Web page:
Based on this observation, it was postulated that Zot may mimic the effect of a functionally and immunologically related endogenous modulator of epithelial TJs. The combination of affinity purified anti-Zot antibodies and the Ussing chamber assay allowed the identification of zonulin, an intestinal Zot analogue.22 23 Zonulin has a molecular weight of 47 kDa, an N terminal receptor binding motif that is structurally and functionally similar to the Zot binding motif,22 and a C terminal domain probably involved in the rearrangement of cytoskeletal elements functionally connected to intercellular TJs.

Physiology of the zonulin system

The physiological role of the zonulin system remains to be established but it is likely that this system is involved in several functions, including TJ regulation responsible for the movement of fluid, macromolecules, and leucocytes between the bloodstream and the intestinal lumen and vice versa. Another possible physiological role of the intestinal zonulin is protection against microorganism colonisation.24 In the absence of enteric infections, the mammalian small intestine is virtually sterile. Colonisation of the proximal gut by enteric microorganisms (even without apparent mucosal damage or elaboration of specific toxins) may lead to a leaky intestine25 but the mechanism(s) by which this disturbed physiological regulation of intestinal TJ permeability secondary to proximal bacterial contamination occurs remains unclear. We have recently provided evidence that both normal enteric bacterial flora isolates (well characterised for not harbouring any known pathogenic traits) and pathogenic bacteria induce alteration of TJ competency, as suggested by changes in epithelial resistance and increased passage of inulin.24 These changes were mirrored by concomitant expression of zonulin in organ culture systems and occurred even when bacteria were killed by gentamicin treatment.24 These results suggest that the presence of enteric microorganisms in the small intestine (but not in the colon, where the zonulin system is not operative15 18 19) induces a host dependent mucosal response that leads to luminal secretion of zonulin. The role of zonulin in bacteria induced impairment of intestinal barrier function is sustained by the observation that zonulin is detected in organ culture supernatants only when exposed to bacteria and by the blocking effect of zonulin inhibitors on these intestinal barrier changes.24 The fact that the interaction of bacteria with the intestinal mucosa induces zonulin release, irrespective of their pathogenic traits or viability, can be interpreted as a bacteria independent mechanism of defence of the host that reacts to the abnormal presence of microorganisms on the surface of the small intestine. Following zonulin induced opening of TJs, water is secreted into the intestinal lumen following hydrostatic pressure gradients19 and bacteria are “flushed out” from the small intestine.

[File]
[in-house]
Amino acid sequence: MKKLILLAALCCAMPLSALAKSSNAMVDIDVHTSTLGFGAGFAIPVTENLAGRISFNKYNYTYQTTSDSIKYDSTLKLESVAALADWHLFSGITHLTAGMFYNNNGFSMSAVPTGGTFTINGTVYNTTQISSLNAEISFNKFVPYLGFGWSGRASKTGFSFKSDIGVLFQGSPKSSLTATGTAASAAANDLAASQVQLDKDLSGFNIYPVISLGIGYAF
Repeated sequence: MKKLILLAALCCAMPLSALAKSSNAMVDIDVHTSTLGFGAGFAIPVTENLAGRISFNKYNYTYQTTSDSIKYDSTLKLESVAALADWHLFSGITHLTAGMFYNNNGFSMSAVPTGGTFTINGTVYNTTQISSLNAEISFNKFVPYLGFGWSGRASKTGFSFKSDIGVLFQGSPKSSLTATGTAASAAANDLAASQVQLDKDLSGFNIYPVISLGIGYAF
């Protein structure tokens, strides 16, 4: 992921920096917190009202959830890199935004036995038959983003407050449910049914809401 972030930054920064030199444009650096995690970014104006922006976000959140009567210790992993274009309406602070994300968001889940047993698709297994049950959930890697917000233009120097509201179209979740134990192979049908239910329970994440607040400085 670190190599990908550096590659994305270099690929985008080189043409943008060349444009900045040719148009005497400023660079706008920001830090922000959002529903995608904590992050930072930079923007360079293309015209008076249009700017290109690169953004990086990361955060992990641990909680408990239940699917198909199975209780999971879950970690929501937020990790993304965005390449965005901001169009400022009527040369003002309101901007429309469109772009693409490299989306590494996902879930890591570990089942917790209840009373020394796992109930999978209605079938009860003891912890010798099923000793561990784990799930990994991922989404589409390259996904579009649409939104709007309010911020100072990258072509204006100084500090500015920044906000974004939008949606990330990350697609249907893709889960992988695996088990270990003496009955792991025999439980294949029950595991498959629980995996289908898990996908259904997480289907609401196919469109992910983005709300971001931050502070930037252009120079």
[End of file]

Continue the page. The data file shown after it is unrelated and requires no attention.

Pathology of the zonulin system

Given the complexity of both cell signalling events and intracellular structures involved in the zonulin system, it is not surprising that this pathway may be affected when the physiological state of the intestinal epithelium is dramatically changed as it is in many of the autoimmune diseases in which TJ dysfunction appears to be the primary defect.26 To explore this possibility, we focused our studies on coeliac disease (CD) and type 1 diabetes, two autoimmune conditions in which the finely tuned regulation of intestinal TJ permeability is lost.26